Can eye contact alleviate distress caused by ostracism?
Syrjämäki, Aleksi (2015)
Psykologia - Psychology
Yhteiskunta- ja kulttuuritieteiden yksikkö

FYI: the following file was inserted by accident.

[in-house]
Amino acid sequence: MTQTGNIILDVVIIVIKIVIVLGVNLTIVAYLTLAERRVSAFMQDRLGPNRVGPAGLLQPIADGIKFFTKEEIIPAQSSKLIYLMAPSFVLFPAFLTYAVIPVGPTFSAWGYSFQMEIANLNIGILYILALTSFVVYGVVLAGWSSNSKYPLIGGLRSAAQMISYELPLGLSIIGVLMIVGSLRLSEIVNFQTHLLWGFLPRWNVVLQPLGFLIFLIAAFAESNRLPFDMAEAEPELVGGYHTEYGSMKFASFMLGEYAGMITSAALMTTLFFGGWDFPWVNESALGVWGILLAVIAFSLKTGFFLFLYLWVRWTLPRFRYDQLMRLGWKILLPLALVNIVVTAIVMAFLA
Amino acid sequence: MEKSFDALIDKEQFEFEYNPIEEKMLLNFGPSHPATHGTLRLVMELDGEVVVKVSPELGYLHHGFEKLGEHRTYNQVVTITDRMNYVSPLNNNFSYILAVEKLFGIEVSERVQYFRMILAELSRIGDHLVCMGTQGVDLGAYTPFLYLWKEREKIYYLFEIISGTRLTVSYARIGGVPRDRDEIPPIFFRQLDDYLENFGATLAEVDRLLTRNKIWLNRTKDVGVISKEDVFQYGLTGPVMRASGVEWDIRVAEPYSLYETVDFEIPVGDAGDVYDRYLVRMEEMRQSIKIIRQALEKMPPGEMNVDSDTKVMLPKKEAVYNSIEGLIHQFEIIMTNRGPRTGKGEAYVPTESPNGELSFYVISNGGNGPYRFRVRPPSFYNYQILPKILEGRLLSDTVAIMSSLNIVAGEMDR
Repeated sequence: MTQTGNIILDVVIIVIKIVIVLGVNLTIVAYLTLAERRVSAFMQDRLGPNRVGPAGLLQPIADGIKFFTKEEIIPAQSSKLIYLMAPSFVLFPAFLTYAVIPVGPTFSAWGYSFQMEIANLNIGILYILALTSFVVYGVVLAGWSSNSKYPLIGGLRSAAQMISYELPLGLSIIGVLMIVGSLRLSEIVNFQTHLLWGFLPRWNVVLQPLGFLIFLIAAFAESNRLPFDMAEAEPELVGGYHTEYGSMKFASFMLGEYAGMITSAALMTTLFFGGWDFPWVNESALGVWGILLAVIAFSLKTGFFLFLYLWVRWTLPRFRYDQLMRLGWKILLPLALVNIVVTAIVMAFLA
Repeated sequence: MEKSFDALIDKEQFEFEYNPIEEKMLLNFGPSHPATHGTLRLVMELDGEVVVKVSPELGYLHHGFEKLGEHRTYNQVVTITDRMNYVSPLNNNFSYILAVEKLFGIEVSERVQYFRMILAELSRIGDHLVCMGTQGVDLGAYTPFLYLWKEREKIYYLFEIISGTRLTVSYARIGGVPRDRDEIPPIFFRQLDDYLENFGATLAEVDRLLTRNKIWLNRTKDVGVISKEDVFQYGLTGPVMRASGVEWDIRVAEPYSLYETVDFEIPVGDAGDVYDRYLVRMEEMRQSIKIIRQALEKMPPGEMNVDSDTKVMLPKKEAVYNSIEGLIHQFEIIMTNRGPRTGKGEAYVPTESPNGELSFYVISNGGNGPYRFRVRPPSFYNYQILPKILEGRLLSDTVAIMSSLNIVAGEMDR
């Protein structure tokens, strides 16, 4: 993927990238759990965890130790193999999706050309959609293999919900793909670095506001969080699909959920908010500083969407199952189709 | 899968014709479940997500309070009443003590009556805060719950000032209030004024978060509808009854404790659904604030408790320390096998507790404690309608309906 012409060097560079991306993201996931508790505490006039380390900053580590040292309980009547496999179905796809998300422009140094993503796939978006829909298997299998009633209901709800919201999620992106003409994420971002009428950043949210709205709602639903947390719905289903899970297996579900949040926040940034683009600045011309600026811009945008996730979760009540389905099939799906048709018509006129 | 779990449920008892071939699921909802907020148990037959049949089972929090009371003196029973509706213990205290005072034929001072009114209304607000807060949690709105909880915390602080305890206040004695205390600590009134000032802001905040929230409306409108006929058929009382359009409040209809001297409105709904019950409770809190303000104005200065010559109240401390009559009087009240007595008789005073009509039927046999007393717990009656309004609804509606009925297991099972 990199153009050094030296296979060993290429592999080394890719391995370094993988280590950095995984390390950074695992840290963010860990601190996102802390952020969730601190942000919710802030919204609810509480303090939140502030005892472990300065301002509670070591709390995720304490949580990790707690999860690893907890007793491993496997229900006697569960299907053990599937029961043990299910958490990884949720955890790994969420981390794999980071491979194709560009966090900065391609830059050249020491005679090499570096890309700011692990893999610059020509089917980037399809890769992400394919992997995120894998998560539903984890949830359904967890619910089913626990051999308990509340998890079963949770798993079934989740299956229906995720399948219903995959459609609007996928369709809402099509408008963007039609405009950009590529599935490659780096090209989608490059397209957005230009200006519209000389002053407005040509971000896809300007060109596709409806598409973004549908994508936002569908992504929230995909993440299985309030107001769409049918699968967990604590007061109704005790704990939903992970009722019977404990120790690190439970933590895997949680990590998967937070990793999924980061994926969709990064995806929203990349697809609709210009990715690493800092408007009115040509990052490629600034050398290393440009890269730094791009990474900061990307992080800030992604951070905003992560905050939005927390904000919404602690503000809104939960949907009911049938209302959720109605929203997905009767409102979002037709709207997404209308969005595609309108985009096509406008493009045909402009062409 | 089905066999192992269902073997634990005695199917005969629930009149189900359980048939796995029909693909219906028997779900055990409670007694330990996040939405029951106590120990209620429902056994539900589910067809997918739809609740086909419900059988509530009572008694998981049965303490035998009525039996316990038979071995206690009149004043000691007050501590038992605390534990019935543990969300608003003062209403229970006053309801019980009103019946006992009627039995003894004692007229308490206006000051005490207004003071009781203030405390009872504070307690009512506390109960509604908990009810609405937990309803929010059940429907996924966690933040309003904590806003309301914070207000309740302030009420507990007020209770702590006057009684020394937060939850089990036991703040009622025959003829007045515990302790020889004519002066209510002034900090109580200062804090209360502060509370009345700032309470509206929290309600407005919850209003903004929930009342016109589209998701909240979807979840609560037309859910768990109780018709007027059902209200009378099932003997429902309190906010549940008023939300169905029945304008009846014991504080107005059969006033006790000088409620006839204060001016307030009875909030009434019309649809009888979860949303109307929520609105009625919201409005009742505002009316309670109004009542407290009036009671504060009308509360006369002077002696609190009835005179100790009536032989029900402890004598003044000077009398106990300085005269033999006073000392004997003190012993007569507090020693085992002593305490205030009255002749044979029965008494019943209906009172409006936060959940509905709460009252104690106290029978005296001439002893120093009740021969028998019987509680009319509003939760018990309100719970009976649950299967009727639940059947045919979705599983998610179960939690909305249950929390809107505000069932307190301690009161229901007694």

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Being ostracized by others is distressing and painful. Previous research suggests that ostracism creates a need to re-affiliate with new potential interaction partners, and that successful re-affiliation can alleviate distress caused by being ostracized. As eye contact is an important cue indicating willingness for social interaction, it could reduce the adverse effects of ostracism. In this study, participants were randomly assigned to be either included or excluded in a virtual ball-tossing game Cyberball, after which they were shown a one-minute video of a person with either direct or downward gaze. Participants' mood, pain and satisfaction of basic social needs were measured right after the game (reflexive stage) and after the video (reflective stage). The main hypothesis was that, among participants ostracized in the game, seeing a video portraying a person with direct gaze would facilitate recovery of basic needs, mood, and social pain more than seeing a video of a person with downward gaze. However, while ostracized participants showed recovery in the reflective stage, the recovery was not differently moderated by the gaze direction in the video. In fact, ostracized participants had completely recovered by the reflective stage. Thus, the hypothesis was not supported. However, because the complete recovery of ostracized participants may have been due to distraction caused by the video viewing task, the hypothesis could not be refuted either. These results may have implications on how ostracism and recovery from ostracism should be studied in the future. The results also showed that ostracism and eye gaze together may influence public self-awareness. Personal characteristics did not have an impact on the outcomes of ostracism, except global self-esteem, which buffered against social pain.
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